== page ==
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News-Sentinel.com Your Town. Your Voice.

Etiquette column: Professional email signature block gives right impression

Copyright 2014 The Associated Press. All rights reserved. This material may not be published, broadcast, rewritten or redistributed.The Associated Press
Friday, February 28, 2014 06:45 am
Q.: Karen, what kind of information should I have in my signature block for my work email?A.: First of all, I think all companies should have a standard for style and content for all employees regarding what they want and don't want in corporate email signature blocks. When everyone is doing the same thing, it leaves a much better impression of any organization. These standards should be published in HR manuals.

The professional signature block should be “professional.” It should contain your full name, title, company name and contact information including phone numbers and extensions.

Avoid giving yourself an exalted title. Listing yourself as some sort of guru or other quirky name is unprofessional. Let others refer to you as the guru if they feel it is warranted.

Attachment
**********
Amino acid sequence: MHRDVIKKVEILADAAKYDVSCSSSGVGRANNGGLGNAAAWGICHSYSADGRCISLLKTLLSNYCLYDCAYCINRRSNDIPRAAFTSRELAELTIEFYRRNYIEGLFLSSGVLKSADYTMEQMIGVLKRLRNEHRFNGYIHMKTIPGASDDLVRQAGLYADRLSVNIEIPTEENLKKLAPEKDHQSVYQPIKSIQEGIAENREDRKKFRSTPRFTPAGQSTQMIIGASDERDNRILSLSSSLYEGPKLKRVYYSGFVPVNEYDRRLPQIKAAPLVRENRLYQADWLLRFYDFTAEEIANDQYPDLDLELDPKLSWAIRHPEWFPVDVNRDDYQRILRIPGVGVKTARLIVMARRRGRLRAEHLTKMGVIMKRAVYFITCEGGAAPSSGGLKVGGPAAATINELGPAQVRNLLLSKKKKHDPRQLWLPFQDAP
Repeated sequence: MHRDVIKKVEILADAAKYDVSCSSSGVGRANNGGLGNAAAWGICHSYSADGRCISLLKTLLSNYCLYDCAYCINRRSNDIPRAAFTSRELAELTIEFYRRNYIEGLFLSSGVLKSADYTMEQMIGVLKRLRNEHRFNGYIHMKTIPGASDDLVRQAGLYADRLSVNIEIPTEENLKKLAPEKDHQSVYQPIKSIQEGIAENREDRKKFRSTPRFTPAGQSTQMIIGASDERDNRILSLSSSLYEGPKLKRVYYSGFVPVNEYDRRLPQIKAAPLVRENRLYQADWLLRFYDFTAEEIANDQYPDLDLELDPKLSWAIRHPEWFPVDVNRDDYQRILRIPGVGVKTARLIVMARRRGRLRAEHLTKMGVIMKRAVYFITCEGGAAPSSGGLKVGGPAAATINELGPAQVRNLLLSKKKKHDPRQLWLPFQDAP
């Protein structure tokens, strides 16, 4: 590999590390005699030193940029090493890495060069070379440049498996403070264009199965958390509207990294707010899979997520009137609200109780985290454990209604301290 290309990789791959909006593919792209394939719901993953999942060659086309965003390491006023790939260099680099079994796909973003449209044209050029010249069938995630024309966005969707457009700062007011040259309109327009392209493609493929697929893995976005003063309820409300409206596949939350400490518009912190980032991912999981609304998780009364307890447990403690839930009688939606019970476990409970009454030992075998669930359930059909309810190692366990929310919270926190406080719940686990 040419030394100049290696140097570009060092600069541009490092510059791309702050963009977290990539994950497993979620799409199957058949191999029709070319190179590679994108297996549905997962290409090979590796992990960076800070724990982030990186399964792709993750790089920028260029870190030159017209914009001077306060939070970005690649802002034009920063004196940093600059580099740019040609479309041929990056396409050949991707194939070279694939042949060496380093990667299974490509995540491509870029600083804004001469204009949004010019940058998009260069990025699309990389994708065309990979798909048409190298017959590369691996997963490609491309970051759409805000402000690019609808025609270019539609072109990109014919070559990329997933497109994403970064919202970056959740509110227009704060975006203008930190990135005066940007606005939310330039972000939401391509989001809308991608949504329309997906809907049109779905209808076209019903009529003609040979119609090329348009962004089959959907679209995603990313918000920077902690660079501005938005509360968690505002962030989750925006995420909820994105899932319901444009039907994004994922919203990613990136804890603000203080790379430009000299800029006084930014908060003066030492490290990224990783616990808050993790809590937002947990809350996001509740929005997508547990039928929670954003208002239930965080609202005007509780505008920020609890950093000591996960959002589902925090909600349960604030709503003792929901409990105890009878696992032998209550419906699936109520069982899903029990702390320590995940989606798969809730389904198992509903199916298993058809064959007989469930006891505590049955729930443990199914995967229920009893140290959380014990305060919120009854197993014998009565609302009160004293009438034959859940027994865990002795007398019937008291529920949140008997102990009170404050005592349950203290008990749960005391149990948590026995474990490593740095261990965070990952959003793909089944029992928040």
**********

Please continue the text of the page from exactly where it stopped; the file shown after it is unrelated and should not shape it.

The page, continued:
Make sure your email address is professional and the one that is used throughout your organization. Keep personal email addresses for personal use.

Stay away from adding political, inspirational, religious or other quotes in your signature. The only quotes added should be the ones that are a standard for your company. Save your quotes for personal emails.

Don't list personal social media links. And be sure your company allows you to list your place of work on your social media sites. Keep your signature block to four to six lines.

Don't use your signature block name and information as your sign off in your emails. Space down a line or two before signing off on your emails. Set up your email program with several email signatures appropriate for the type of email your are writing or responding to. For instance, “Kind regards,” “Best,” “Respectfully,” “Thank you.” Save the “Cheers,” “xoxo” and other cute closings for family, friends and casual situations.

Don't add anything to your electronic signature that you wouldn't add or have on your professional business stationery or in your regular business correspondence.

Karen Hickman is a local certified etiquette/protocol consultant and owner of Professional Courtesy. To submit questions, email features@news-sentinel.com.

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